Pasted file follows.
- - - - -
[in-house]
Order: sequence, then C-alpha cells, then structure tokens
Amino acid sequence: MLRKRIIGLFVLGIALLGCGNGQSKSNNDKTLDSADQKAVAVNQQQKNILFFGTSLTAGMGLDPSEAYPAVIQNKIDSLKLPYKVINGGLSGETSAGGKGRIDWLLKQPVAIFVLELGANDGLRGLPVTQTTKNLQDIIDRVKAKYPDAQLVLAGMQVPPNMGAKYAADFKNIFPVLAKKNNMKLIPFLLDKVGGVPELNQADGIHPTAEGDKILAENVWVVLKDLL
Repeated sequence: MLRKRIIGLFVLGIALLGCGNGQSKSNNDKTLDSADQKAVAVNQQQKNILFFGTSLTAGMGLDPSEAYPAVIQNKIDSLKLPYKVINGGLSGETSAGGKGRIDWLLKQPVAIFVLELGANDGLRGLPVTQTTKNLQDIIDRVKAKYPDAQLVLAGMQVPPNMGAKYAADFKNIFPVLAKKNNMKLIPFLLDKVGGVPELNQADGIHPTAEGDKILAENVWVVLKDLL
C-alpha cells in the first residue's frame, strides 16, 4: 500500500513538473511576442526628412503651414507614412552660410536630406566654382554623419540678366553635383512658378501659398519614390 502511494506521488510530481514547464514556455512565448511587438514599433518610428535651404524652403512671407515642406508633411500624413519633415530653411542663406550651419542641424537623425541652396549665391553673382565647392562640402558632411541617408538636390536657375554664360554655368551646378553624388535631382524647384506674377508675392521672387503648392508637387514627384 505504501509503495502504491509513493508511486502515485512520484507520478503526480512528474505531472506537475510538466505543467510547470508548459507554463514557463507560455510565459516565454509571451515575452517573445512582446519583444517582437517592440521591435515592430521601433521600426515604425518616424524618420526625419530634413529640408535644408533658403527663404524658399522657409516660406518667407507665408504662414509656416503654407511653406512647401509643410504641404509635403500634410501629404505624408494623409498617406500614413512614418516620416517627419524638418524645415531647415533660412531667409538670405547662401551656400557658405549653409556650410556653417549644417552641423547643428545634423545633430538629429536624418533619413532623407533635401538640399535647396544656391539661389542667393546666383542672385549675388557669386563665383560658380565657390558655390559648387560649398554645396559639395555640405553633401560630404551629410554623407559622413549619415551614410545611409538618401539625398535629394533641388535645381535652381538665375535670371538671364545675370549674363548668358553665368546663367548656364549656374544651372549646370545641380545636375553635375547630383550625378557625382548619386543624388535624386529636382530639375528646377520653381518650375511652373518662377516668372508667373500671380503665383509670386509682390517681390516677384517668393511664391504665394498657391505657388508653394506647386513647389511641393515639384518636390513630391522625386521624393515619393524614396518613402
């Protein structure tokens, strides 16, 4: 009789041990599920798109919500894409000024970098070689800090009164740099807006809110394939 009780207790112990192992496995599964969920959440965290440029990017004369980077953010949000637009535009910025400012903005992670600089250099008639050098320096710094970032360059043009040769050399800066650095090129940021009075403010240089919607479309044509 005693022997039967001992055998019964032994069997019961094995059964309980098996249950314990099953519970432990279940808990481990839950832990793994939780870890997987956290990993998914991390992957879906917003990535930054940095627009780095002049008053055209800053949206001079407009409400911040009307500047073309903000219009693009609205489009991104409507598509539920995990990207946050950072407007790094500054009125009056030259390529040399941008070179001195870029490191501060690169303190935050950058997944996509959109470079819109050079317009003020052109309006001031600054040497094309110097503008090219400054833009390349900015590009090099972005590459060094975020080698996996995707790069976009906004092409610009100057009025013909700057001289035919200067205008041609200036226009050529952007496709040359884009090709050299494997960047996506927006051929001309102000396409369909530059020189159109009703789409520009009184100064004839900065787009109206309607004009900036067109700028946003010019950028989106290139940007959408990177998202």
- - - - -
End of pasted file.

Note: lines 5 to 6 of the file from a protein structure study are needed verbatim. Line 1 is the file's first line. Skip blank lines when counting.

C-alpha cells in the first residue's frame, strides 16, 4: 500500500513538473511576442526628412503651414507614412552660410536630406566654382554623419540678366553635383512658378501659398519614390 502511494506521488510530481514547464514556455512565448511587438514599433518610428535651404524652403512671407515642406508633411500624413519633415530653411542663406550651419542641424537623425541652396549665391553673382565647392562640402558632411541617408538636390536657375554664360554655368551646378553624388535631382524647384506674377508675392521672387503648392508637387514627384 505504501509503495502504491509513493508511486502515485512520484507520478503526480512528474505531472506537475510538466505543467510547470508548459507554463514557463507560455510565459516565454509571451515575452517573445512582446519583444517582437517592440521591435515592430521601433521600426515604425518616424524618420526625419530634413529640408535644408533658403527663404524658399522657409516660406518667407507665408504662414509656416503654407511653406512647401509643410504641404509635403500634410501629404505624408494623409498617406500614413512614418516620416517627419524638418524645415531647415533660412531667409538670405547662401551656400557658405549653409556650410556653417549644417552641423547643428545634423545633430538629429536624418533619413532623407533635401538640399535647396544656391539661389542667393546666383542672385549675388557669386563665383560658380565657390558655390559648387560649398554645396559639395555640405553633401560630404551629410554623407559622413549619415551614410545611409538618401539625398535629394533641388535645381535652381538665375535670371538671364545675370549674363548668358553665368546663367548656364549656374544651372549646370545641380545636375553635375547630383550625378557625382548619386543624388535624386529636382530639375528646377520653381518650375511652373518662377516668372508667373500671380503665383509670386509682390517681390516677384517668393511664391504665394498657391505657388508653394506647386513647389511641393515639384518636390513630391522625386521624393515619393524614396518613402
């Protein structure tokens, strides 16, 4: 009789041990599920798109919500894409000024970098070689800090009164740099807006809110394939 009780207790112990192992496995599964969920959440965290440029990017004369980077953010949000637009535009910025400012903005992670600089250099008639050098320096710094970032360059043009040769050399800066650095090129940021009075403010240089919607479309044509 005693022997039967001992055998019964032994069997019961094995059964309980098996249950314990099953519970432990279940808990481990839950832990793994939780870890997987956290990993998914991390992957879906917003990535930054940095627009780095002049008053055209800053949206001079407009409400911040009307500047073309903000219009693009609205489009991104409507598509539920995990990207946050950072407007790094500054009125009056030259390529040399941008070179001195870029490191501060690169303190935050950058997944996509959109470079819109050079317009003020052109309006001031600054040497094309110097503008090219400054833009390349900015590009090099972005590459060094975020080698996996995707790069976009906004092409610009100057009025013909700057001289035919200067205008041609200036226009050529952007496709040359884009090709050299494997960047996506927006051929001309102000396409369909530059020189159109009703789409520009009184100064004839900065787009109206309607004009900036067109700028946003010019950028989106290139940007959408990177998202």